Sunday, June 10, 2012

#74 East Baldpate Mountain (Maine), June 10, 2012

East Baldpate Mountain (3,812') via Appalachian Trail (northbound), June 10, 2012.

Mileage: 8 miles RT

Elevation gain: 2,888'

Trailhead: Appalachian trail road crossing on Route 26  - Grafton Notch State Park (Newry, ME). From the intersection of US Route 2 and ME Route 26 in Newry, follow ME Route 26 approximately 12 miles north to where the Appalachian Trail crosses the road. Coming from US Route 2, the trailhead and parking area will be on the left. 

Lesson learned:  There is a reason why an 8 mile hike has a book time of over 6 hours!

East Baldpate is on the New England Hundred Highest list (one of my lists).  Today I hiked with Sandy and Jen. It's been a while since we hiked with Jen and we were excited to be spending time with her. 

 The trip to Grafton Notch State Park took about two hours and twenty minutes, which I've decided is about the driving time limit for a day hike (double that for the trip back and it's a lot of hours in the car).  We left Stratham around 6:30 arriving at the trailhead at 8:50.

Truly one of the nicest trailheads - bathroom, lots of parking and good signage!
We put on our boots and packs and headed to the kiosk, turning right on the AT (left would take us up Old Speck - see NE 4k report September 3, 2011).  We crossed the road and passed the AT sign, but not without seizing a photo opportunity.

This large AT sign by the road was more than Sandy and Jen could resist.
AMC's Maine Mountain Guide had a book time of over 6 hours for this 8 mile hike. We thought we'd have no problem doing it in 5 and contemplated heading up the Table Rock trail (which joins the AT about .9 miles up the trail) to explore the caves but figured we could do that on the way down if we had time.  

We didn't have time.

With rest stops and lunch (and chatting with other hikers) this trip took us over 6 hours - about 15 minutes longer than the book time we scoffed at before we got on the trail.  

Many bog walks were constructed at the beginning of the trail. It was clear the MATC trail crew takes very good care of this stretch of the AT. Erosion is a problem, though.  

There was a lot of erosion on this popular trail.
We ascended gently, crossing several streams. Trail conditions were much drier than anticipated. I'd been checking the weather reports for the week (after days of steady heavy rains) and saw that the Bethel area had cleared up mid-week. Hiking on Sunday instead of Saturday allowed for one more day of dry weather and drier conditions - a good call.   The several muddy areas were easily avoided.  

After 20 minutes of a moderate climb, the trail leveled out -  even dipped in a few places.  We met Gadget and Hikerbiker, two section hikers from New Jersey.  This was their second attempt at this stretch; weather kept them from finishing the last time.  Hikerbiker has one section left to hike (which includes Katahdin) to finish.  

After the nice mellow section of flat, we were met with rock steps - lots of them.  They were well placed but steep and never ending, even continuing as switchbacks.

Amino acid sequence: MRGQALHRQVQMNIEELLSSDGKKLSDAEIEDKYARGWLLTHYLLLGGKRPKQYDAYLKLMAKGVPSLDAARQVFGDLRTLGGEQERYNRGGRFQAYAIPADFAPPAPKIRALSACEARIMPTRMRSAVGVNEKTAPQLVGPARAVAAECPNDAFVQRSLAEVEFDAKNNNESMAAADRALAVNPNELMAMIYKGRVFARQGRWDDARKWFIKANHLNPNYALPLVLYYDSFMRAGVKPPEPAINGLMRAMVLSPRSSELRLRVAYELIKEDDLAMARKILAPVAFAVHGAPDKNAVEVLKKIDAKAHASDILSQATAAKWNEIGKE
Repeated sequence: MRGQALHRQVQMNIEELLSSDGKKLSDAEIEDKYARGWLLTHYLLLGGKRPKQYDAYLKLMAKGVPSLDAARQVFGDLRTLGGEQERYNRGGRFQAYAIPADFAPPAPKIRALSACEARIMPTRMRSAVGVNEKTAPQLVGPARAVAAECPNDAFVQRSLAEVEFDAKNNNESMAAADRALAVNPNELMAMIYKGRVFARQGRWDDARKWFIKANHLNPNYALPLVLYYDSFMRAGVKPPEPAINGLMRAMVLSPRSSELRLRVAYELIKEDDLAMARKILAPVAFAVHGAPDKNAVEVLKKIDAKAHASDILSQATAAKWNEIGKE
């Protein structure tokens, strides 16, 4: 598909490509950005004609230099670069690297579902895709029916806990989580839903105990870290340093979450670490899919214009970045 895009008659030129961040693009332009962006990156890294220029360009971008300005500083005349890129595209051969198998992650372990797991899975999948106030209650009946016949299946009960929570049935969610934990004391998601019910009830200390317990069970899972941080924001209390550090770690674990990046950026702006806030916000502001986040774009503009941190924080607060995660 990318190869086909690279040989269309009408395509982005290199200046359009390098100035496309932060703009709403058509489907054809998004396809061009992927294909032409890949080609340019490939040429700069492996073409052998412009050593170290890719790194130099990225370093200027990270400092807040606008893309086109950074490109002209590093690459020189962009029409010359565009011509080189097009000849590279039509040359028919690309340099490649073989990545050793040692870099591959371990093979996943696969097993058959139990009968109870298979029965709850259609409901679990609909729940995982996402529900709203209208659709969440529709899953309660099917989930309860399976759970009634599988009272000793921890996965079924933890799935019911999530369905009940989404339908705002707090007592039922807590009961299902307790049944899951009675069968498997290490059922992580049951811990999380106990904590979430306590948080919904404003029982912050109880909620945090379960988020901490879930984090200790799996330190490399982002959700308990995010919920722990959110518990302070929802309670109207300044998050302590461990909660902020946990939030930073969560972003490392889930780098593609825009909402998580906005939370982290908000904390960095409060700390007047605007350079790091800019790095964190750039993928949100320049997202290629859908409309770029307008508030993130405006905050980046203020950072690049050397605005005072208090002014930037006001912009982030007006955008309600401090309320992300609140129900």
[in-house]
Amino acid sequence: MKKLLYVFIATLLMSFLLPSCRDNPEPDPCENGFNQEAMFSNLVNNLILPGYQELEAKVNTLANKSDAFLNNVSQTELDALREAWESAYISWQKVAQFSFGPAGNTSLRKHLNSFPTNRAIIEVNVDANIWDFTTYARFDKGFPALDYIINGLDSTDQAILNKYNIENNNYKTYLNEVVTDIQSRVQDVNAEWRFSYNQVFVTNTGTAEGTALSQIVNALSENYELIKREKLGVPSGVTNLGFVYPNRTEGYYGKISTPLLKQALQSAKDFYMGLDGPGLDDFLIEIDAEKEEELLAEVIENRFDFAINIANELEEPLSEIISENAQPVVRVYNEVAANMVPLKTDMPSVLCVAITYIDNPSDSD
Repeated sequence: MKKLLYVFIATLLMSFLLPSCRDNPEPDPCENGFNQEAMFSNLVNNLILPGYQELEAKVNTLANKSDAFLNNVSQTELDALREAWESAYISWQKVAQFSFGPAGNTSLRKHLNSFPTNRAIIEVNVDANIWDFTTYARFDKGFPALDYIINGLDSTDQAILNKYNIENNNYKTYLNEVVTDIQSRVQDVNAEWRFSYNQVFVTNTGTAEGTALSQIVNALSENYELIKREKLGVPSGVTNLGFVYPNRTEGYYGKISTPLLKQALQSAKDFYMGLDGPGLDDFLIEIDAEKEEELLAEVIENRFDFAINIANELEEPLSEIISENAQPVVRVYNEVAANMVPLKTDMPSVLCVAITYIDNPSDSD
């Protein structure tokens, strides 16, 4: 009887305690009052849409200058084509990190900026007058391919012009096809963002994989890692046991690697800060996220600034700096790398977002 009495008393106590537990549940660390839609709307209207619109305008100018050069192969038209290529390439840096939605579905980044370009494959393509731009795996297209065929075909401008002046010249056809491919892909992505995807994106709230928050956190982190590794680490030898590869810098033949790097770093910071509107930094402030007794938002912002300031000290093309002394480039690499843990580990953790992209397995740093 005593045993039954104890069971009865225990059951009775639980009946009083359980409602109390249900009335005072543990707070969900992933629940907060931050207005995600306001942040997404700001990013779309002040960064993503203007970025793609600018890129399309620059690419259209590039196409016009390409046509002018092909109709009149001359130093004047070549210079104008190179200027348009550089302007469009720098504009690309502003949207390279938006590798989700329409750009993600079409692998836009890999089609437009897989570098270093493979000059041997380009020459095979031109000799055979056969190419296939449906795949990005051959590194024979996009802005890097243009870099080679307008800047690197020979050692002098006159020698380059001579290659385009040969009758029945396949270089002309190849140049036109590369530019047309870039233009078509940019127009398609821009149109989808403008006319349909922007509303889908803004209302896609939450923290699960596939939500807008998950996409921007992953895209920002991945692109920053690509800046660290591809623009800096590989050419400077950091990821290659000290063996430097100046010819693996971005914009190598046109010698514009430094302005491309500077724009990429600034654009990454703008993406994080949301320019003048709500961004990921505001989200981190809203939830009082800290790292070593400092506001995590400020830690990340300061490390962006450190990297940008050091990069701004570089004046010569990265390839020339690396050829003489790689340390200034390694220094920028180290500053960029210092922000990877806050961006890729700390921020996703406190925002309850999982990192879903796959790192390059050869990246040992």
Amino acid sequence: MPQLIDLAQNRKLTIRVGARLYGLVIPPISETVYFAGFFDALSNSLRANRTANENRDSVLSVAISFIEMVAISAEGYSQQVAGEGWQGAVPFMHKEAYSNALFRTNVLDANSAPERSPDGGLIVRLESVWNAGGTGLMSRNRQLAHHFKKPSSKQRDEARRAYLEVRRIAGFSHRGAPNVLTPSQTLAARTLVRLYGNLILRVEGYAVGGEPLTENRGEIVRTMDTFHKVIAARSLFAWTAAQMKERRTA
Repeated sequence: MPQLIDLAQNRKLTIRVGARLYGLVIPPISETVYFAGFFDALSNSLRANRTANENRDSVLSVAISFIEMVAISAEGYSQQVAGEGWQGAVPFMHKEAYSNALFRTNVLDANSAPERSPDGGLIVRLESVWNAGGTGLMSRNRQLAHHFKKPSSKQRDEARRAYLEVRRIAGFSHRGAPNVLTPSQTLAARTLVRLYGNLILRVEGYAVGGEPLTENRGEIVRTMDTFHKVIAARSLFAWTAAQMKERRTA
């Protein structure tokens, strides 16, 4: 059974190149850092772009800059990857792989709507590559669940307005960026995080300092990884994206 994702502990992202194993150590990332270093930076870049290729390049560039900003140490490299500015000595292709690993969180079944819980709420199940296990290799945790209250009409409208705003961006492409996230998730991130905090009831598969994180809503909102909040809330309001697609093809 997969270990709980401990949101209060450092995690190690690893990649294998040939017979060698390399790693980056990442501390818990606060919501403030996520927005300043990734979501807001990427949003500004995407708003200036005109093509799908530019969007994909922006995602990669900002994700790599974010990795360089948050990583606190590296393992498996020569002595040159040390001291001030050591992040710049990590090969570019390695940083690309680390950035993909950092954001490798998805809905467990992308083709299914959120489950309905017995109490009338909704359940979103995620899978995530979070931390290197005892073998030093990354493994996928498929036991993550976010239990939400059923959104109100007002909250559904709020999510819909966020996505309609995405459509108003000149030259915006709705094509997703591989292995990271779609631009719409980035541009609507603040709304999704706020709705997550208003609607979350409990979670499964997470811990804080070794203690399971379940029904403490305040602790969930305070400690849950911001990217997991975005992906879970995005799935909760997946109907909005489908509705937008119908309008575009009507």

Lots and lots of steps!

At the Baldpate Lean-to the MATC trail crew was working on a section of trail. The rocks were frosted with mud.  We saw this same "frosting" about 1/4 mile up the trail. There was one area above the Lean-to that was very damp and mossy but the rocks on this trail were sticky for the most part and we didn't worry about slipping even on the wet ones.

West Baldpate was uneventful, not even a sign and no view but lots of hungry bugs. We avoided bug repellent up to this point but abandoned that as soon as they attacked us.

Even Jen couldn't make the summit of West Baldpate exciting.
A few yards north we saw our real prize: the summit of East Baldpate. 

We had a quick snack (so did the bugs) with the view of East Baldpate in front of us.

Down we went, the descent steep at times; there are two ladders on the steeper areas.
Not as steep as it looks.
A small col with bog walks got us to the rock slabs, a bit steep in places. Cairns pointed the way.

Slab up Baldpate (hence the name "Bald Pate").

We were happy to finally reach the summit and have lunch.  

On a clear day like this the views are spectacular, with wind farms to the north and west.  A breeze kept the bugs away and we spent some time trying to name the peaks.  

View of West Baldpate from East Baldpate
It was getting late and we had to get back so we flew down the trail and back to the car.  
We changed our clothes at the car (trading our boots for sandals) and headed home, amazed at how long it took us to bag this peak..  

This was a lovely hike that offered more challenge than most 8 mile hikes with its steep stairs and rock slabs.  This area is particularly fun in August as thru-hikers are plentiful!

Comparing our route to a prior GPS route, it is evident that part of the AT had been rerouted, which would explain the change in mileage on the most recent AMC map, increasing the RT mileage to 8 miles from 7.6 miles.


  1. Okay . . . you've done it! Your terrific report and photos have given me added impetus to get myself over to Maine to hike the peaks (like the Baldpates) that are readily accessible from trailheads on Rt. 26.